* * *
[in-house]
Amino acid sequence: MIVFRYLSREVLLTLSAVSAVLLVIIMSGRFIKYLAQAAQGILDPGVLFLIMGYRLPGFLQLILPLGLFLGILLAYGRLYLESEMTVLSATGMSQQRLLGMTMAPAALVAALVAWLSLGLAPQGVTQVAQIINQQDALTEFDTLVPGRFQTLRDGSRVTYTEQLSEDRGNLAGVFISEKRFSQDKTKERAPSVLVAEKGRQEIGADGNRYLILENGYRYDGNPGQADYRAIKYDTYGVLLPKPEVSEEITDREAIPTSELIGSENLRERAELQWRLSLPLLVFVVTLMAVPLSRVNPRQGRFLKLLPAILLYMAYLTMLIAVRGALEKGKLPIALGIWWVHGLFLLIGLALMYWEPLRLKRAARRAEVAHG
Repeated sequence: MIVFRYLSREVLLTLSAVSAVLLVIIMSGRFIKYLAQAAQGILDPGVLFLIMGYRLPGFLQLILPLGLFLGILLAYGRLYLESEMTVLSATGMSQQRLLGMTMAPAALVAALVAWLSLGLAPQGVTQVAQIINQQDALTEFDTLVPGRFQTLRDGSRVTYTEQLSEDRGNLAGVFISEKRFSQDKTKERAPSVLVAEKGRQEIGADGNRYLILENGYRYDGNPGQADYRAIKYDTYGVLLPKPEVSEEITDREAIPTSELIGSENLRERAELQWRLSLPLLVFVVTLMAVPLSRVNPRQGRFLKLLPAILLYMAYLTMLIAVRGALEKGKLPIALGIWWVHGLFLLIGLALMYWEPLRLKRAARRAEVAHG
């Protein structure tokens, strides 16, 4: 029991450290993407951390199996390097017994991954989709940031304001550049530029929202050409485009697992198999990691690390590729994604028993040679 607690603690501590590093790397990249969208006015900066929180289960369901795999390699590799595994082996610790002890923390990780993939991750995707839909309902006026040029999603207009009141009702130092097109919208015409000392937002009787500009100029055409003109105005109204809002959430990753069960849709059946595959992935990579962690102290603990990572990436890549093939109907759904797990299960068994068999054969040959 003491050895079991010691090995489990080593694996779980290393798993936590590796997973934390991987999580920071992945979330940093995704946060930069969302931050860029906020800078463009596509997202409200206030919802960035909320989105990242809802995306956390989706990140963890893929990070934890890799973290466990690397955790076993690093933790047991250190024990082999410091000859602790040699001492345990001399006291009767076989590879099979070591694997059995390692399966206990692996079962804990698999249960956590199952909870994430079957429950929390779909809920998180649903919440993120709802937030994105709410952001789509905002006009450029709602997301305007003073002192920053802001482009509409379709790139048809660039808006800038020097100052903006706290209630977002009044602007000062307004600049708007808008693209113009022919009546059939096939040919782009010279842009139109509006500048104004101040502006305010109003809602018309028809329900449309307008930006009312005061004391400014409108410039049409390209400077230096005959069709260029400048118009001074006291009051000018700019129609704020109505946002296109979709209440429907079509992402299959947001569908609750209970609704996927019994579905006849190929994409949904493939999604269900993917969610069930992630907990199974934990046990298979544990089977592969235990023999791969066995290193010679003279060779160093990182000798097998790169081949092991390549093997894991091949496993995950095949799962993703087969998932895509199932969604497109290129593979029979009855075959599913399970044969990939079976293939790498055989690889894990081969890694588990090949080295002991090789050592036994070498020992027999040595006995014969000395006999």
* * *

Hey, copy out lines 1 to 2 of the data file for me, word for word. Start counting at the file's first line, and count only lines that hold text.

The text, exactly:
[in-house]
Amino acid sequence: MIVFRYLSREVLLTLSAVSAVLLVIIMSGRFIKYLAQAAQGILDPGVLFLIMGYRLPGFLQLILPLGLFLGILLAYGRLYLESEMTVLSATGMSQQRLLGMTMAPAALVAALVAWLSLGLAPQGVTQVAQIINQQDALTEFDTLVPGRFQTLRDGSRVTYTEQLSEDRGNLAGVFISEKRFSQDKTKERAPSVLVAEKGRQEIGADGNRYLILENGYRYDGNPGQADYRAIKYDTYGVLLPKPEVSEEITDREAIPTSELIGSENLRERAELQWRLSLPLLVFVVTLMAVPLSRVNPRQGRFLKLLPAILLYMAYLTMLIAVRGALEKGKLPIALGIWWVHGLFLLIGLALMYWEPLRLKRAARRAEVAHG